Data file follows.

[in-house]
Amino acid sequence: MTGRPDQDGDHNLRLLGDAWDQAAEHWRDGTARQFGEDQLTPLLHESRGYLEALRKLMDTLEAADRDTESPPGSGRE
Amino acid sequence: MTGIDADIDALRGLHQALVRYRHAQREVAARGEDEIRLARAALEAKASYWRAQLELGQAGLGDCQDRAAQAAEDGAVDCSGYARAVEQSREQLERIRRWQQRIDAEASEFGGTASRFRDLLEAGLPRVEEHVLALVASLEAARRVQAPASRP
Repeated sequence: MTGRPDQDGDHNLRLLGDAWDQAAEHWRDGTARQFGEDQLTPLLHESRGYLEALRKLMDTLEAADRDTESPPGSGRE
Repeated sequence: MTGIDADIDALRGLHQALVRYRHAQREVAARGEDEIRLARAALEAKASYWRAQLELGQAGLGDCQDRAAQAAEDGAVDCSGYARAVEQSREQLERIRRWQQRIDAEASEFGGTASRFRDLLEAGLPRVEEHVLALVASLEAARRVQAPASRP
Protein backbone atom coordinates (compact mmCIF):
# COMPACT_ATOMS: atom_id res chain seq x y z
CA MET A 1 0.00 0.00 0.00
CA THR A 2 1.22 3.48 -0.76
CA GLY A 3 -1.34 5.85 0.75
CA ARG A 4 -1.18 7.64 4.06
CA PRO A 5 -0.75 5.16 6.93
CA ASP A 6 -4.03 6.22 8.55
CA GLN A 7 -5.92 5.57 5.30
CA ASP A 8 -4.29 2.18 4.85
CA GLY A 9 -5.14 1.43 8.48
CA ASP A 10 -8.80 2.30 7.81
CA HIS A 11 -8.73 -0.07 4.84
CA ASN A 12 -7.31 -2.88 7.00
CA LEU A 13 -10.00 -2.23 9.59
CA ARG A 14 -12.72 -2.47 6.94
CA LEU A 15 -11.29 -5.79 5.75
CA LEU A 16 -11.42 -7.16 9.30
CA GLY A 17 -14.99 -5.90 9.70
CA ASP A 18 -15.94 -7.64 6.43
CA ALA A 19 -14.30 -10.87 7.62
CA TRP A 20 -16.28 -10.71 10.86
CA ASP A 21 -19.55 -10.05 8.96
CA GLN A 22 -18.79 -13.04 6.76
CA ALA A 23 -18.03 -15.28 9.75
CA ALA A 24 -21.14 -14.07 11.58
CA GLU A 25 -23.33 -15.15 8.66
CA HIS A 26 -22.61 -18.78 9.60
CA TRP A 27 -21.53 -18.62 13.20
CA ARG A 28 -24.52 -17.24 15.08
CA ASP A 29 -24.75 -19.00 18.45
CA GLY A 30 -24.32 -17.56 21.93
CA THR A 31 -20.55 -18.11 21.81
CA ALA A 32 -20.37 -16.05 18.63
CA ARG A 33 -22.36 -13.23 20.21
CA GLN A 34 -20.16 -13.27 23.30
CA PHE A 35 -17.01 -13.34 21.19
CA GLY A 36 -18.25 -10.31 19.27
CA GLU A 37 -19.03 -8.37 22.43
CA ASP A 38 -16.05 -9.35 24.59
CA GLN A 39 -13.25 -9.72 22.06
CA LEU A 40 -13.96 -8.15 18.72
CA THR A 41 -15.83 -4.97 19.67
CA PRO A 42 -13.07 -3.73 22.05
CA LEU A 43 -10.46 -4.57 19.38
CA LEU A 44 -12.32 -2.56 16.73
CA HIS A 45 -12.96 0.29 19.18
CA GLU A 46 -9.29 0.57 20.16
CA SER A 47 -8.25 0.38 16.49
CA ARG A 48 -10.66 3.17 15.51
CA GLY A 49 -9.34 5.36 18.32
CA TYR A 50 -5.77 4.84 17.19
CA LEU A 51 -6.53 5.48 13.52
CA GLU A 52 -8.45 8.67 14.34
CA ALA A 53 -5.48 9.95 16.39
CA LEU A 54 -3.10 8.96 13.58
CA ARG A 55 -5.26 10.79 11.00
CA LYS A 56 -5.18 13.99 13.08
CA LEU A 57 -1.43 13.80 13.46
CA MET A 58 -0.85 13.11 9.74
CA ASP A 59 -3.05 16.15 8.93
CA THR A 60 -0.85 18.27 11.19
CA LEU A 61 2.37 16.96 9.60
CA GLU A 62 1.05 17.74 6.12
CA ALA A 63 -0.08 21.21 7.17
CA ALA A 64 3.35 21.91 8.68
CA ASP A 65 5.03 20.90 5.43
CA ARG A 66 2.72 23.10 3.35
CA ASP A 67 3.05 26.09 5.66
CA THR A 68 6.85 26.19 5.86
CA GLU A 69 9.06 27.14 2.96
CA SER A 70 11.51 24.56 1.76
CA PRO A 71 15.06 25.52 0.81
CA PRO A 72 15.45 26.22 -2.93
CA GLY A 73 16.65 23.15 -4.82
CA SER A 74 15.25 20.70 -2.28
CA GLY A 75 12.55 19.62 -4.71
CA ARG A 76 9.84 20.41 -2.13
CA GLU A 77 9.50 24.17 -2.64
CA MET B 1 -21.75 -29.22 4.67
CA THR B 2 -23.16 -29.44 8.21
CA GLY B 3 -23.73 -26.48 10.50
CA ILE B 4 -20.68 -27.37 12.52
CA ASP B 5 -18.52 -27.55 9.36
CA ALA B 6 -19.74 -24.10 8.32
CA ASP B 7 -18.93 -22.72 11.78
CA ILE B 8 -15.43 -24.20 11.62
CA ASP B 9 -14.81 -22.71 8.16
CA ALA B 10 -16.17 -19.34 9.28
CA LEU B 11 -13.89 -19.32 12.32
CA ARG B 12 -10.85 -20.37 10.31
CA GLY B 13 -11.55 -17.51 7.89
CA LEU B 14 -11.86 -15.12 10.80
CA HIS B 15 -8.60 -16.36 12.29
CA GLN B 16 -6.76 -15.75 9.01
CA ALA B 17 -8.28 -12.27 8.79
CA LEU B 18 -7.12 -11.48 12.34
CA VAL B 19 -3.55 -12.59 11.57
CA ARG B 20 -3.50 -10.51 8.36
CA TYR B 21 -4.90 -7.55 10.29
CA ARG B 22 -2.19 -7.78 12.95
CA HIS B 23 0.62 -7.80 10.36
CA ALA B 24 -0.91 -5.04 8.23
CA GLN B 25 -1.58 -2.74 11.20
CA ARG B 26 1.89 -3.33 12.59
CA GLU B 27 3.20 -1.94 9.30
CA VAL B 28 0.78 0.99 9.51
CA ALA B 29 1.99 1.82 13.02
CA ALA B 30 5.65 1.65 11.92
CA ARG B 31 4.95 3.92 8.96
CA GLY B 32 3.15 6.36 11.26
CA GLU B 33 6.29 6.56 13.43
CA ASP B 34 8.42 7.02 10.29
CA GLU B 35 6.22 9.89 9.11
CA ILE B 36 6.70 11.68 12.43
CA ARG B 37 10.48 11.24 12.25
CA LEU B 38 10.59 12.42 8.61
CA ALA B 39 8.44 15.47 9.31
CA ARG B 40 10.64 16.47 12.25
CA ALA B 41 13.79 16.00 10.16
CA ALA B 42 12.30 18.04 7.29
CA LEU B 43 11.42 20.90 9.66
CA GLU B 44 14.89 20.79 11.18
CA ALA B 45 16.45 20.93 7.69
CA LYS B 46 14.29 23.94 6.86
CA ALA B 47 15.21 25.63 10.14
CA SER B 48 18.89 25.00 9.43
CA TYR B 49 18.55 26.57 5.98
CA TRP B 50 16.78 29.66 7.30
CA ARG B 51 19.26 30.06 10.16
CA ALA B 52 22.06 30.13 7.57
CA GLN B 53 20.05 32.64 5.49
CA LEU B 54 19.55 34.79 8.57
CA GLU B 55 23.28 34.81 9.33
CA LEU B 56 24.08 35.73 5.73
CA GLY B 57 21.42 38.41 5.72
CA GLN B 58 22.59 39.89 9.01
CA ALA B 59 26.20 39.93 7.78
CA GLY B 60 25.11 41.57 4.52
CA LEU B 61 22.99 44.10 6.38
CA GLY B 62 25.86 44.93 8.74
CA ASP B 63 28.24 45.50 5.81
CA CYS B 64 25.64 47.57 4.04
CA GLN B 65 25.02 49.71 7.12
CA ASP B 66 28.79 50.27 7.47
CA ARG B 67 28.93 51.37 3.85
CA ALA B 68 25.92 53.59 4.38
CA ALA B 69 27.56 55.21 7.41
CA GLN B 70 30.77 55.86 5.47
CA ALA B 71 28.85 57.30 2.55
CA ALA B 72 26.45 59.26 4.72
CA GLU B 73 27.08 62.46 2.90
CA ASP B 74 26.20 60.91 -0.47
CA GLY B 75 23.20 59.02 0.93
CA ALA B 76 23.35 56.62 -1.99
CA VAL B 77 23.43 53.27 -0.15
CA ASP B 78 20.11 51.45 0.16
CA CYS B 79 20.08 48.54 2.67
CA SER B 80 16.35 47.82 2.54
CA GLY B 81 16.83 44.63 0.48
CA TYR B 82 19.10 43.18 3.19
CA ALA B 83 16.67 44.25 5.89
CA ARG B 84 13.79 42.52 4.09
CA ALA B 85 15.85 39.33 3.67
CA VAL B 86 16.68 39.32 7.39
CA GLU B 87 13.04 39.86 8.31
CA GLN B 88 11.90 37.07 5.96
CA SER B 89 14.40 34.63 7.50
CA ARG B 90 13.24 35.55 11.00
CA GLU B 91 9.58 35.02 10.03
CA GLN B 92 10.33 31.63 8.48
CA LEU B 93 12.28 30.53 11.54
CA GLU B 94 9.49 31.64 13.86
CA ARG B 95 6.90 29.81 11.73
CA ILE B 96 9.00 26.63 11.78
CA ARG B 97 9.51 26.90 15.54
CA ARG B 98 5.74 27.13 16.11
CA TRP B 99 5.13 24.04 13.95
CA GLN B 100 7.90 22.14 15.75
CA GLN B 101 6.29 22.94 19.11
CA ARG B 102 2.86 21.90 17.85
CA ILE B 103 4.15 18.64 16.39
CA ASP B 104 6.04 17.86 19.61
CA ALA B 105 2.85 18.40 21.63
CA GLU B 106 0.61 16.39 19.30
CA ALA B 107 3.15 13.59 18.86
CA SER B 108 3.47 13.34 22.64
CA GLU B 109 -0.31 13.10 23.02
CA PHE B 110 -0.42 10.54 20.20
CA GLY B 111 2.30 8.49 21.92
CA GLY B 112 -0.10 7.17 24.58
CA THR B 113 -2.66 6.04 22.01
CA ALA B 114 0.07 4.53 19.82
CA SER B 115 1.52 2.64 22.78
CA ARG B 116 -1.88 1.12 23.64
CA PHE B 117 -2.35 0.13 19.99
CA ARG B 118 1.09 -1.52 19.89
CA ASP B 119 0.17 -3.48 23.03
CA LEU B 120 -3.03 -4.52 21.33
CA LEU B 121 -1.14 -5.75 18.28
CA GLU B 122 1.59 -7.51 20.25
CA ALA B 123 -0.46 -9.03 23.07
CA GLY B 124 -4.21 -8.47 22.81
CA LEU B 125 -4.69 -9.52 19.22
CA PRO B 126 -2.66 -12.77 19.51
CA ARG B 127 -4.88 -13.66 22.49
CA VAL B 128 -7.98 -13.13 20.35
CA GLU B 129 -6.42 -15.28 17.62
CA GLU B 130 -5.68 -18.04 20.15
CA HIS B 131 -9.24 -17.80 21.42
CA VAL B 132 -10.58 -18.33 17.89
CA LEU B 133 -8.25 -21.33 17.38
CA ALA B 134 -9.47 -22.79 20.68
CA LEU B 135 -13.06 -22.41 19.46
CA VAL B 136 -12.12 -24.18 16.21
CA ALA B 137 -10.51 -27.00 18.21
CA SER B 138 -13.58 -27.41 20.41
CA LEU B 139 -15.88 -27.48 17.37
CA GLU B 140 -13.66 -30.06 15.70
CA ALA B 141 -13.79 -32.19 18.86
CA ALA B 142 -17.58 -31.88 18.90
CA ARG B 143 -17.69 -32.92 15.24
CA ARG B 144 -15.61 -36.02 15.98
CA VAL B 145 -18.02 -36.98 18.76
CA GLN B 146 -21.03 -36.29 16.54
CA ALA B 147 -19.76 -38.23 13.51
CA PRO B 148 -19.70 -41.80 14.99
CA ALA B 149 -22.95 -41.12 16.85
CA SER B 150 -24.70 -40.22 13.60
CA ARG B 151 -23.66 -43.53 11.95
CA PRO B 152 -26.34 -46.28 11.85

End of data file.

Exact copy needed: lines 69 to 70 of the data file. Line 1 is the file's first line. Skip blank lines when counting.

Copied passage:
CA GLU A 62 1.05 17.74 6.12
CA ALA A 63 -0.08 21.21 7.17